All that followed—the creation of other conscious spirits, the creation of life, the creation of angels and of men, and the even more fabulous opportunity that God offered himself, that he could merge his consciousness into one of his own lesser bodies and live for a time among his own creatures—was an adventure for God. He had given himself the gift of love, but with it came the gift of grief.

Never did God regret his decision. Not for an instant, he told me.

Chapter Seven:
"The Gospel According to Jesus"

And Jesus spake unto me:

In the time before Time, there was but One Spirit and He was Whole and Content. This spirit was my Father, whom you now observe incarnated into a fleshly body of His own design.

My father wished a companion so he split off part of himself and created a free Spirit, the first spirit created free from prior existence becoming the Second Person—my Mother.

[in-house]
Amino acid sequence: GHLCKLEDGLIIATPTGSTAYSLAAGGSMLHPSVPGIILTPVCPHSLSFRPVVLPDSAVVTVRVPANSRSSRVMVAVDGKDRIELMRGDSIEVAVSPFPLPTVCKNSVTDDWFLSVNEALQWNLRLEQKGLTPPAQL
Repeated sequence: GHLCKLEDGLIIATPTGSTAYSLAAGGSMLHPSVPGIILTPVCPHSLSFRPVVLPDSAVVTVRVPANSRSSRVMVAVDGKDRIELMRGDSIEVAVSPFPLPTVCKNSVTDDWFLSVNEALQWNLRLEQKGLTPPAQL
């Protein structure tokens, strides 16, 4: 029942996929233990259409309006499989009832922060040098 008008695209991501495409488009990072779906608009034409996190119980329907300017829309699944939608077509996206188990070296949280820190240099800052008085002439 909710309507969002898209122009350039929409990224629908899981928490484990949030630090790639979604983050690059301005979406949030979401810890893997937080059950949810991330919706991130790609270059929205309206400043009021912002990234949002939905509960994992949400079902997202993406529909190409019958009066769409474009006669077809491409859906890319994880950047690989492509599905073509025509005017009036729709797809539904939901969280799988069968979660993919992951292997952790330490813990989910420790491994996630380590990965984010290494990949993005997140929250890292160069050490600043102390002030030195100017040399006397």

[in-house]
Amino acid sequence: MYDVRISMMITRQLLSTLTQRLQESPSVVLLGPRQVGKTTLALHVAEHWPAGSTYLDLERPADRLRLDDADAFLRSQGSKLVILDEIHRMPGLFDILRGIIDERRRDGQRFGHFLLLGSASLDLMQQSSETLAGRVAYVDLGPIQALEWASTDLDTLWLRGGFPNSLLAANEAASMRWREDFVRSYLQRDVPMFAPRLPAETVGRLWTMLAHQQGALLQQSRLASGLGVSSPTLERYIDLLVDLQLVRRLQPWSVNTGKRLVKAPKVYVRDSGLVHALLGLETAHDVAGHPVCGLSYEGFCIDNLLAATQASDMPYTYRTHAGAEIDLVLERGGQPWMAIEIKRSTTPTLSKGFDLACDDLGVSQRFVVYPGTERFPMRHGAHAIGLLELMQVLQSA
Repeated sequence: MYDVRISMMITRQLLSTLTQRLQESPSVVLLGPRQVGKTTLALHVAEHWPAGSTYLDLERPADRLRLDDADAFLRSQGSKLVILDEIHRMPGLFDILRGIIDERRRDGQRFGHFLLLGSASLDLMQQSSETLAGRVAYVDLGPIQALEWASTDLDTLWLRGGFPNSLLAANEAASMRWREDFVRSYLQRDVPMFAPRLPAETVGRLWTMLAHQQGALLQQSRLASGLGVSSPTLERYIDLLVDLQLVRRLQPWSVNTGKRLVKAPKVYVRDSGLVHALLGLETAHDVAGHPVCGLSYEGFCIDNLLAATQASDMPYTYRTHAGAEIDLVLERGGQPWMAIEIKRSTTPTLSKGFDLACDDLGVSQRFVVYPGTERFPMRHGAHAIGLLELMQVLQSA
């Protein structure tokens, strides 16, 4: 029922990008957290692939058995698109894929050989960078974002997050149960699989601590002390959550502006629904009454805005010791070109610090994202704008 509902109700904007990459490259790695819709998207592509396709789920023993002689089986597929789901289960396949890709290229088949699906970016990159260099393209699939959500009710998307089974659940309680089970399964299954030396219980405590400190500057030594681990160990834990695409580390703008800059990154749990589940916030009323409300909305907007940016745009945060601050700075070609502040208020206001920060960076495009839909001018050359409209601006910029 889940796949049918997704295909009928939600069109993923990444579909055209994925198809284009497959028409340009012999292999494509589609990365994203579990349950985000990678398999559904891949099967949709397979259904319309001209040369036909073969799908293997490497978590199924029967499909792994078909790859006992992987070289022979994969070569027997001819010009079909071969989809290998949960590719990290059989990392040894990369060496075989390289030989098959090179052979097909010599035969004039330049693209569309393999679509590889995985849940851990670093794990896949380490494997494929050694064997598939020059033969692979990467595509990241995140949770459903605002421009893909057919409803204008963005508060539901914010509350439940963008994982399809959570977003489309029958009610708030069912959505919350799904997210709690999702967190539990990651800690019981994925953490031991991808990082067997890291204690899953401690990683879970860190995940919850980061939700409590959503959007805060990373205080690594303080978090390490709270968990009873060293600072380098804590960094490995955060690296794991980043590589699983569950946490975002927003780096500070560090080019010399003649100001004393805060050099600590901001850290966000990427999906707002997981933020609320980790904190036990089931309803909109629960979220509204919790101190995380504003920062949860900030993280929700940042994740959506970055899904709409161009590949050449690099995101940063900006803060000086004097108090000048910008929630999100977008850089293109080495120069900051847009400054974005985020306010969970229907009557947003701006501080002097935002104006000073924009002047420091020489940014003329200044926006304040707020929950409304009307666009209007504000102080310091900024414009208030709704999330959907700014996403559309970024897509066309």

My father and mother, God and Goddess, played with Each Other, creating tensions and releasing them pleasurably, and They decided to make their playing with each other even more pleasurable by taking part from each of them and making a Third.

I was the First Child of God and his Goddess—the Third Person in existence, and the First Born of the race of angels that followed.

“Hold up a second,” I interrupted. “Christians always refer to you as the Second Person of the Trinity,” I said to Jesus. “You’re saying you’re the Third Person?”

Instead, Maryse answered, “Jesus is the Second Person, if you’re considering it as a royal chain of command. I do my best to be apolitical, to reign but not rule. My interests lie in the advocacy of justice.”

Jesus continued: